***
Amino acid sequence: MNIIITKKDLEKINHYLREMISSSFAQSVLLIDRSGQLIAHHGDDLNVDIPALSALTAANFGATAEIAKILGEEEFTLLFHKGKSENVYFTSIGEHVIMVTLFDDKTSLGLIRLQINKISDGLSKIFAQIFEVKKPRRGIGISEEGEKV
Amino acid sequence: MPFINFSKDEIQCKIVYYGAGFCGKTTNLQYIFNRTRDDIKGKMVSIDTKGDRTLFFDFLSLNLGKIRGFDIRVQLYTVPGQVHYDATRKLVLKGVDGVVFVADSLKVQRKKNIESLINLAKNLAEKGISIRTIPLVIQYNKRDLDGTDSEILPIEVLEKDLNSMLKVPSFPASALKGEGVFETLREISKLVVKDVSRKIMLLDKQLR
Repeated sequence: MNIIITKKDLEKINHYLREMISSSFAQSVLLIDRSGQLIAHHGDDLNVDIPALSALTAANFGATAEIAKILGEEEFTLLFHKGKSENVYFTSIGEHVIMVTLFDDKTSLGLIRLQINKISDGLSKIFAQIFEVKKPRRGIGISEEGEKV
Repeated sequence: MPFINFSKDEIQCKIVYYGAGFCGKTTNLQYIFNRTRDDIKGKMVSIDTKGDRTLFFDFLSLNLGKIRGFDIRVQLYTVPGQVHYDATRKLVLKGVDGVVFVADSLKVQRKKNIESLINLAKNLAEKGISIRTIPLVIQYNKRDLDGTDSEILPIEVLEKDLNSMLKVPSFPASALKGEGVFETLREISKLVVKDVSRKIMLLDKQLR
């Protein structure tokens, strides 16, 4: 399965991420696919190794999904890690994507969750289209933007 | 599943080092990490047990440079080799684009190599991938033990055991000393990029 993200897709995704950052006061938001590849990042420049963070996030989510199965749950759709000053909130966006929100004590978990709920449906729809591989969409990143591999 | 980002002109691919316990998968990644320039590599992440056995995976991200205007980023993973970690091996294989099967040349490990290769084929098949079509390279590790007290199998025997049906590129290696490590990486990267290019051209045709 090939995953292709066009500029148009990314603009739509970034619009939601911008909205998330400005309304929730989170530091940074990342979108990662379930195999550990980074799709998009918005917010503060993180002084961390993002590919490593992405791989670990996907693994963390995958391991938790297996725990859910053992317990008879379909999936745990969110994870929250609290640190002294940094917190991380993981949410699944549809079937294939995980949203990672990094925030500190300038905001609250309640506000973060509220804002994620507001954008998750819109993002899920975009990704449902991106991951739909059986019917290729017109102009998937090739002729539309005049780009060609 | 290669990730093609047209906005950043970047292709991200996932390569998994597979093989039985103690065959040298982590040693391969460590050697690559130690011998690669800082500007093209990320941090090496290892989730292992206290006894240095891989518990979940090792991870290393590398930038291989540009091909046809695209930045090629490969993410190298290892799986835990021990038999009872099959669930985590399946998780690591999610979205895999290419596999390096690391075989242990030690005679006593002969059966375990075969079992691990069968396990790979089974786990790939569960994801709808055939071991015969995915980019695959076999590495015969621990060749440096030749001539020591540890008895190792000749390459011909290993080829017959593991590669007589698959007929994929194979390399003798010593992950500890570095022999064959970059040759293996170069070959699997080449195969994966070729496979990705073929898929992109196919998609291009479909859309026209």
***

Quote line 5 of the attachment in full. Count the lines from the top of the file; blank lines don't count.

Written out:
């Protein structure tokens, strides 16, 4: 399965991420696919190794999904890690994507969750289209933007 | 599943080092990490047990440079080799684009190599991938033990055991000393990029 993200897709995704950052006061938001590849990042420049963070996030989510199965749950759709000053909130966006929100004590978990709920449906729809591989969409990143591999 | 980002002109691919316990998968990644320039590599992440056995995976991200205007980023993973970690091996294989099967040349490990290769084929098949079509390279590790007290199998025997049906590129290696490590990486990267290019051209045709 090939995953292709066009500029148009990314603009739509970034619009939601911008909205998330400005309304929730989170530091940074990342979108990662379930195999550990980074799709998009918005917010503060993180002084961390993002590919490593992405791989670990996907693994963390995958391991938790297996725990859910053992317990008879379909999936745990969110994870929250609290640190002294940094917190991380993981949410699944549809079937294939995980949203990672990094925030500190300038905001609250309640506000973060509220804002994620507001954008998750819109993002899920975009990704449902991106991951739909059986019917290729017109102009998937090739002729539309005049780009060609 | 290669990730093609047209906005950043970047292709991200996932390569998994597979093989039985103690065959040298982590040693391969460590050697690559130690011998690669800082500007093209990320941090090496290892989730292992206290006894240095891989518990979940090792991870290393590398930038291989540009091909046809695209930045090629490969993410190298290892799986835990021990038999009872099959669930985590399946998780690591999610979205895999290419596999390096690391075989242990030690005679006593002969059966375990075969079992691990069968396990790979089974786990790939569960994801709808055939071991015969995915980019695959076999590495015969621990060749440096030749001539020591540890008895190792000749390459011909290993080829017959593991590669007589698959007929994929194979390399003798010593992950500890570095022999064959970059040759293996170069070959699997080449195969994966070729496979990705073929898929992109196919998609291009479909859309026209």